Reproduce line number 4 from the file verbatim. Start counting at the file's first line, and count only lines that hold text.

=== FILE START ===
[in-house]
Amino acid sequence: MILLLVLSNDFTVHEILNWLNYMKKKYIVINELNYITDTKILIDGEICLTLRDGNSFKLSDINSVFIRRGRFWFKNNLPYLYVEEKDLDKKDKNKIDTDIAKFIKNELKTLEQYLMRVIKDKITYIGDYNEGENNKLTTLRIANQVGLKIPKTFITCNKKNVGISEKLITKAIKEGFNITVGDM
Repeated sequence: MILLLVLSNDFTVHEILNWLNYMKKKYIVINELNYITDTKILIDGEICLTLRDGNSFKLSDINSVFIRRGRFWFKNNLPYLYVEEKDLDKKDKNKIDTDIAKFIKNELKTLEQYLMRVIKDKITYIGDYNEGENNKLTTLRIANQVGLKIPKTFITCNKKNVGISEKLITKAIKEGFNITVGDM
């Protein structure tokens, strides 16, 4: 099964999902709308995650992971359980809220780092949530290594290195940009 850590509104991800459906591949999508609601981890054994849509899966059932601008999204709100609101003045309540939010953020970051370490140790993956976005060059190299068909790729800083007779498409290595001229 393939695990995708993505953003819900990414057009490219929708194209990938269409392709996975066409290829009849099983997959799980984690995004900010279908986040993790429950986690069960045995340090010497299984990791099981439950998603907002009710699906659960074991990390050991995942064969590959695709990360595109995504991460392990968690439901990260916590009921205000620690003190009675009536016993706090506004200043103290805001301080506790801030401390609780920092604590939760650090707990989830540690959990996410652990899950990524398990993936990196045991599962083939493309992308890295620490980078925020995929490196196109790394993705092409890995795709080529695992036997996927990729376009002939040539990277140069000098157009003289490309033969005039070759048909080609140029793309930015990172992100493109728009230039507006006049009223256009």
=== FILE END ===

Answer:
């Protein structure tokens, strides 16, 4: 099964999902709308995650992971359980809220780092949530290594290195940009 850590509104991800459906591949999508609601981890054994849509899966059932601008999204709100609101003045309540939010953020970051370490140790993956976005060059190299068909790729800083007779498409290595001229 393939695990995708993505953003819900990414057009490219929708194209990938269409392709996975066409290829009849099983997959799980984690995004900010279908986040993790429950986690069960045995340090010497299984990791099981439950998603907002009710699906659960074991990390050991995942064969590959695709990360595109995504991460392990968690439901990260916590009921205000620690003190009675009536016993706090506004200043103290805001301080506790801030401390609780920092604590939760650090707990989830540690959990996410652990899950990524398990993936990196045991599962083939493309992308890295620490980078925020995929490196196109790394993705092409890995795709080529695992036997996927990729376009002939040539990277140069000098157009003289490309033969005039070759048909080609140029793309930015990172992100493109728009230039507006006049009223256009």